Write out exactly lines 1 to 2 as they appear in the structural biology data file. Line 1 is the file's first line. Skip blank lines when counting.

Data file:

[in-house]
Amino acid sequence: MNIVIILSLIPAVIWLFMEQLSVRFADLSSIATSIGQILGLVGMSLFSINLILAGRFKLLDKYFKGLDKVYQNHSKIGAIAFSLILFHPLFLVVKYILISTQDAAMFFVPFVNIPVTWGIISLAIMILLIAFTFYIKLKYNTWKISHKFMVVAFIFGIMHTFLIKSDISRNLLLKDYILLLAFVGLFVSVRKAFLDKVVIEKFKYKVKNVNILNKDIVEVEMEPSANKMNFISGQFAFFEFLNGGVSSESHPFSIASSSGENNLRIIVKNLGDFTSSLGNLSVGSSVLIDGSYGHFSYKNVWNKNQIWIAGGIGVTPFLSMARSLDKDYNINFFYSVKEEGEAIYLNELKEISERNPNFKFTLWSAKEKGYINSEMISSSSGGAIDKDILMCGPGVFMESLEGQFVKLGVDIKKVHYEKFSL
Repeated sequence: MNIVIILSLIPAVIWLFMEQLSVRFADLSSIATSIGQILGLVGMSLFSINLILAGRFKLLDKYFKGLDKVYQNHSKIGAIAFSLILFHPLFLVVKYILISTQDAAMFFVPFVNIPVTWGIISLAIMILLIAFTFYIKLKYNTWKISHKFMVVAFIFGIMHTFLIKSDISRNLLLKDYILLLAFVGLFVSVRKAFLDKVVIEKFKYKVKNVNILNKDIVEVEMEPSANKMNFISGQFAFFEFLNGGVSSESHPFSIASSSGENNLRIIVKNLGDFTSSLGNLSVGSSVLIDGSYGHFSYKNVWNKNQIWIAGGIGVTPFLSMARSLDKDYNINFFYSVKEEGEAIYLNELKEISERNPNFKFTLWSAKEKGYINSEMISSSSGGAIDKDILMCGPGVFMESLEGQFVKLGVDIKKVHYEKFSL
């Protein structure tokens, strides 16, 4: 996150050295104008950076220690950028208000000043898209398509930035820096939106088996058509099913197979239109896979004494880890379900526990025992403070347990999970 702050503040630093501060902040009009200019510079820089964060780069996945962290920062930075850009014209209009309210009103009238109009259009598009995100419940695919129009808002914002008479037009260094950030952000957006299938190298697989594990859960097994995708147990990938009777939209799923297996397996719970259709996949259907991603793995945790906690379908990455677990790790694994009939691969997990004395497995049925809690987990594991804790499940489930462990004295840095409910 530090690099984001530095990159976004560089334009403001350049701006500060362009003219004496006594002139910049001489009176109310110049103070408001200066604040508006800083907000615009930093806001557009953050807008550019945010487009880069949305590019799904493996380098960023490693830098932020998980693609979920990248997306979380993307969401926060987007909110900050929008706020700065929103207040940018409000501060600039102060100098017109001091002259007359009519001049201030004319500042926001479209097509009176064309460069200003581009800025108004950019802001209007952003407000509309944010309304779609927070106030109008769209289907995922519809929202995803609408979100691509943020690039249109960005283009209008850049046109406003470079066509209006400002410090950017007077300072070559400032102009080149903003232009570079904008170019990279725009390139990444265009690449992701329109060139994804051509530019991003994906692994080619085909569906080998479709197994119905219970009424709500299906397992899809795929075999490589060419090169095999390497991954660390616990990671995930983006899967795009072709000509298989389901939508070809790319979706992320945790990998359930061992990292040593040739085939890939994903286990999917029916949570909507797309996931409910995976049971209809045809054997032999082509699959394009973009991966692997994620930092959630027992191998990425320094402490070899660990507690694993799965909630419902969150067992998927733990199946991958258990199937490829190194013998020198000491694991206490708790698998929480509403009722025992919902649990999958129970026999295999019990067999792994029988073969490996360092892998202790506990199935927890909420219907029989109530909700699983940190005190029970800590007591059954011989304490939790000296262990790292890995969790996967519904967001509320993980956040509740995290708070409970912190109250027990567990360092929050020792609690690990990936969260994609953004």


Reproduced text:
[in-house]
Amino acid sequence: MNIVIILSLIPAVIWLFMEQLSVRFADLSSIATSIGQILGLVGMSLFSINLILAGRFKLLDKYFKGLDKVYQNHSKIGAIAFSLILFHPLFLVVKYILISTQDAAMFFVPFVNIPVTWGIISLAIMILLIAFTFYIKLKYNTWKISHKFMVVAFIFGIMHTFLIKSDISRNLLLKDYILLLAFVGLFVSVRKAFLDKVVIEKFKYKVKNVNILNKDIVEVEMEPSANKMNFISGQFAFFEFLNGGVSSESHPFSIASSSGENNLRIIVKNLGDFTSSLGNLSVGSSVLIDGSYGHFSYKNVWNKNQIWIAGGIGVTPFLSMARSLDKDYNINFFYSVKEEGEAIYLNELKEISERNPNFKFTLWSAKEKGYINSEMISSSSGGAIDKDILMCGPGVFMESLEGQFVKLGVDIKKVHYEKFSL